In state by the lake?

Hey, man, there's no such thing as bad press--at least that's what critics say whenever they run into somebody they've recently trashed. In the case of the fourth-annual SolstiCelebration, a drum-driven romp through a welter of progressive/alternative/New Agey signifiers heralding the arrival of the longest day of the year, spokesperson Amy Martin isn't so sure.

At first, she and other members of the outdoor festival's planning staff were excited when Dallas Morning News religion section writer Christine Wicker wanted to do a profile of the event and some of the rather unorthodox people it attracts. The story's slant was to be the remarkable acceptance of alternative philosophies nowadays, but Martin groaned when she saw the article's May 11 headline: "Pagan's Progress."

"I thought we'd left the 'p-word' behind a couple of years ago," Martin says in frustration, despairing of the negative reaction the word gets here--beneath the buckle of the Bible Belt. Other than Martin's receiving "a very cold reception at my in-laws," there hasn't been any real fallout outside of a complete and utter lack of corporate support.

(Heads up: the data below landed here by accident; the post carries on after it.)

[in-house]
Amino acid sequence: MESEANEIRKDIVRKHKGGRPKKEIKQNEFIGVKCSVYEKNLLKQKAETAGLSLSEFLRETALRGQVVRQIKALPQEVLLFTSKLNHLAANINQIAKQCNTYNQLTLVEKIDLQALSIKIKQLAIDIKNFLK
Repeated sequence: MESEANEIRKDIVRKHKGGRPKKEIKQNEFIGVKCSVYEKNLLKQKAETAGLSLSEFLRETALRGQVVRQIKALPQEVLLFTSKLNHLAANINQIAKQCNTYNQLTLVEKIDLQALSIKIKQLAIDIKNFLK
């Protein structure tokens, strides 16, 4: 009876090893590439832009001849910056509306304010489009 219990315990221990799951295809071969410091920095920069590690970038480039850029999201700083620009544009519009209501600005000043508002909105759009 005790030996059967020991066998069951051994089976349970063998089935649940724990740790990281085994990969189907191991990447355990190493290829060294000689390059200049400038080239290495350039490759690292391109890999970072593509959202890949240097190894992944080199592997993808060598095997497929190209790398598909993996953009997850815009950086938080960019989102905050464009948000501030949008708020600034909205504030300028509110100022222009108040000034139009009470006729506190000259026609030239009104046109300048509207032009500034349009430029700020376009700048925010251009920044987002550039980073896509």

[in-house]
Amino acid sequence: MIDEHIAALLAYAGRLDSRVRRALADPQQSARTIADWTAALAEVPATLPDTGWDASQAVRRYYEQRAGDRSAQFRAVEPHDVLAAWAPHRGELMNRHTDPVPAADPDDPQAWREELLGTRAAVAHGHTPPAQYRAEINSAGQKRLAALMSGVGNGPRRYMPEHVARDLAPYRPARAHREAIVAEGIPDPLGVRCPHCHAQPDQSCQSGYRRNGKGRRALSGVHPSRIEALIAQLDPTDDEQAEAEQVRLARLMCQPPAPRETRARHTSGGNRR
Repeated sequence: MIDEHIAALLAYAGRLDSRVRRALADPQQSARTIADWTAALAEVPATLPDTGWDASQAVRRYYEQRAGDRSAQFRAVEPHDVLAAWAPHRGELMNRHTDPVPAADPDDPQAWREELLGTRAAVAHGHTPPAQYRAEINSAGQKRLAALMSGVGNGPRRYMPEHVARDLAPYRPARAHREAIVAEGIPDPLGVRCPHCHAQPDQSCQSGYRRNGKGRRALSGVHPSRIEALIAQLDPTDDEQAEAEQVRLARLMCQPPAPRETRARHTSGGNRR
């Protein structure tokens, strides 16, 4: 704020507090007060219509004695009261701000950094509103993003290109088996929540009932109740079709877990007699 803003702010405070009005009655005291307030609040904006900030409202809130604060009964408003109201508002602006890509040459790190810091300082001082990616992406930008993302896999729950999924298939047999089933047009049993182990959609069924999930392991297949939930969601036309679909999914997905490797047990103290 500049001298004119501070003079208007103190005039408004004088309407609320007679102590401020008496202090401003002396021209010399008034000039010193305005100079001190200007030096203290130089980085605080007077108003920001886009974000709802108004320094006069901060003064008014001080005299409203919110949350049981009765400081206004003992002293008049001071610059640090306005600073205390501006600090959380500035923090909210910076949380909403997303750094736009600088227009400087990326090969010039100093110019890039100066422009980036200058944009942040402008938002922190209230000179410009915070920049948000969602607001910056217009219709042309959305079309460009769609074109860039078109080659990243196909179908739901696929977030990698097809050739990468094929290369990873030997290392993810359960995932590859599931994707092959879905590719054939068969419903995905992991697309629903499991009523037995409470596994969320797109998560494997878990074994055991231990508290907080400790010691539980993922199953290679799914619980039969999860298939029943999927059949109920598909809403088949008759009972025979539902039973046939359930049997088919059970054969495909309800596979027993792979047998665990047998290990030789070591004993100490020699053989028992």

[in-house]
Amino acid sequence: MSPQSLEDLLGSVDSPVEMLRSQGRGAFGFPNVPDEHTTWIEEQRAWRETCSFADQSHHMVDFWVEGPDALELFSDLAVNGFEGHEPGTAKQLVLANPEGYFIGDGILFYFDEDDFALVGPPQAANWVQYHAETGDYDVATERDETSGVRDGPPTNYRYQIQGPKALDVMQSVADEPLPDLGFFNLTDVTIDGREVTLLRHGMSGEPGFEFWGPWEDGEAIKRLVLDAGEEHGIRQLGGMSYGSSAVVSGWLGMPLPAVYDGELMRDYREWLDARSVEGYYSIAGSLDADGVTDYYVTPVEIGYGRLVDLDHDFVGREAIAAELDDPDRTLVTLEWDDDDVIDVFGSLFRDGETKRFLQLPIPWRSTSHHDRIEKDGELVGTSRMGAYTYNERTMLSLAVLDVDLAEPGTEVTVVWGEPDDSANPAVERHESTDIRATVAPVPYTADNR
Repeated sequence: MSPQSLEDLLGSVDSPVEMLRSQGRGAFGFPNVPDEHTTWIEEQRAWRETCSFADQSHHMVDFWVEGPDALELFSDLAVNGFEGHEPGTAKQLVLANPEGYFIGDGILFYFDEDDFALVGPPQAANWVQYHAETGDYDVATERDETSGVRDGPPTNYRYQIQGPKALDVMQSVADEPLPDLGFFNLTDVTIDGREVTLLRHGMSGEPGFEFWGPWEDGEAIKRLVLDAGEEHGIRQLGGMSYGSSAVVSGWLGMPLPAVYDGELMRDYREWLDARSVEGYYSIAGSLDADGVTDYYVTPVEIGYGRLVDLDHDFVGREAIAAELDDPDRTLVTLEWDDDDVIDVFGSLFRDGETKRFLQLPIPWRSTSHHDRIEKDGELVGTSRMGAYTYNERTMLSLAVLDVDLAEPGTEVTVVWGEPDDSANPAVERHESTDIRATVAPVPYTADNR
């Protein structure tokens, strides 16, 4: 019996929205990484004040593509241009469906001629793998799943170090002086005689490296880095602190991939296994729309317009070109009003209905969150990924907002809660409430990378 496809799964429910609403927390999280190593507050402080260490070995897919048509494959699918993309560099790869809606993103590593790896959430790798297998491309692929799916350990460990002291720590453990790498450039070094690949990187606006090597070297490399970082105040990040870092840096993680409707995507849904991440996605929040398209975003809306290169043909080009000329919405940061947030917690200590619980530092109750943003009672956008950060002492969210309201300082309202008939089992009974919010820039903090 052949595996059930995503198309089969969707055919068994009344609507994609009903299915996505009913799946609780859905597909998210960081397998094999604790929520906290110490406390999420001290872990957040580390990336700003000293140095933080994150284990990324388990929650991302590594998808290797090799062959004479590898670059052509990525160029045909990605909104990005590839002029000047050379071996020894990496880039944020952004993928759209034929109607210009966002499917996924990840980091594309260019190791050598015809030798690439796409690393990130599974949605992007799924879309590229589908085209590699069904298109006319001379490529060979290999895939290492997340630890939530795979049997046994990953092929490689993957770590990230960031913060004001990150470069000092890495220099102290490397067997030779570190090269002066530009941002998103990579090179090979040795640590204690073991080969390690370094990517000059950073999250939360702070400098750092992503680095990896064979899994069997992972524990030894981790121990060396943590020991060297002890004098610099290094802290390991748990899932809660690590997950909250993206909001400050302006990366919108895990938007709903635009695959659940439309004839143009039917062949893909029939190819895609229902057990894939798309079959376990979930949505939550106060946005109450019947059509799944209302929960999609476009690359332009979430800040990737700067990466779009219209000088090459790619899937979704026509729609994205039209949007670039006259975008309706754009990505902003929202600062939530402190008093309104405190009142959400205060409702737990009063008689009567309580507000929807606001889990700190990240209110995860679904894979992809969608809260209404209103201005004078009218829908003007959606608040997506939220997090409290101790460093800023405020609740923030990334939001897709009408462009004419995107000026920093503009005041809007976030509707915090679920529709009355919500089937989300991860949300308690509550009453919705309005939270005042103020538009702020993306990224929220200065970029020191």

"It kinda typifies the Dallas attitude," Martin sighs. "So conservative," she says, noting that of the 24 corporations solicited, all 24 turned down the SolstiCelebration's request for aid. Of course, the event organizers didn't approached anybody about last year's event, which attracted several thousand folks--up by a factor of 10 from the year before. Asking people for money isn't the kind of task that sees much of a quick return, and Martin and company shouldn't take it too personally.